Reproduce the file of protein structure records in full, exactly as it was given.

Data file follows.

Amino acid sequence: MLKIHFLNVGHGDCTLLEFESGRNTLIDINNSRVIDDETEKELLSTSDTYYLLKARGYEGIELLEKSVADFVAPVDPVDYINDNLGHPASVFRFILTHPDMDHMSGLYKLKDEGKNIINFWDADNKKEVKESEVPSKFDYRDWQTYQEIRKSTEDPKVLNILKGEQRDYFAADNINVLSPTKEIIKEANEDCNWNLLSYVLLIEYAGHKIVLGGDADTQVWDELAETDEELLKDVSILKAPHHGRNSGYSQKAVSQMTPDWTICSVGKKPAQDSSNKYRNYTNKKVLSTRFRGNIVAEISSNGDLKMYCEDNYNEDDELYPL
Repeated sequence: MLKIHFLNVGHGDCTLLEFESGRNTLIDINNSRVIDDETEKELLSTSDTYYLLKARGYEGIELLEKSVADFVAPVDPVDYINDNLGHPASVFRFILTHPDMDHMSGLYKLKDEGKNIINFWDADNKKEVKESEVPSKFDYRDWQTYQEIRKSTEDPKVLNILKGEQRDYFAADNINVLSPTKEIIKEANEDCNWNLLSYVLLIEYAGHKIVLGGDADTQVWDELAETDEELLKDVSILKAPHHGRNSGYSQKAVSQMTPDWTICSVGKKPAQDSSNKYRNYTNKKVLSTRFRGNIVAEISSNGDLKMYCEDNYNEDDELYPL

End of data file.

Amino acid sequence: MLKIHFLNVGHGDCTLLEFESGRNTLIDINNSRVIDDETEKELLSTSDTYYLLKARGYEGIELLEKSVADFVAPVDPVDYINDNLGHPASVFRFILTHPDMDHMSGLYKLKDEGKNIINFWDADNKKEVKESEVPSKFDYRDWQTYQEIRKSTEDPKVLNILKGEQRDYFAADNINVLSPTKEIIKEANEDCNWNLLSYVLLIEYAGHKIVLGGDADTQVWDELAETDEELLKDVSILKAPHHGRNSGYSQKAVSQMTPDWTICSVGKKPAQDSSNKYRNYTNKKVLSTRFRGNIVAEISSNGDLKMYCEDNYNEDDELYPL
Repeated sequence: MLKIHFLNVGHGDCTLLEFESGRNTLIDINNSRVIDDETEKELLSTSDTYYLLKARGYEGIELLEKSVADFVAPVDPVDYINDNLGHPASVFRFILTHPDMDHMSGLYKLKDEGKNIINFWDADNKKEVKESEVPSKFDYRDWQTYQEIRKSTEDPKVLNILKGEQRDYFAADNINVLSPTKEIIKEANEDCNWNLLSYVLLIEYAGHKIVLGGDADTQVWDELAETDEELLKDVSILKAPHHGRNSGYSQKAVSQMTPDWTICSVGKKPAQDSSNKYRNYTNKKVLSTRFRGNIVAEISSNGDLKMYCEDNYNEDDELYPL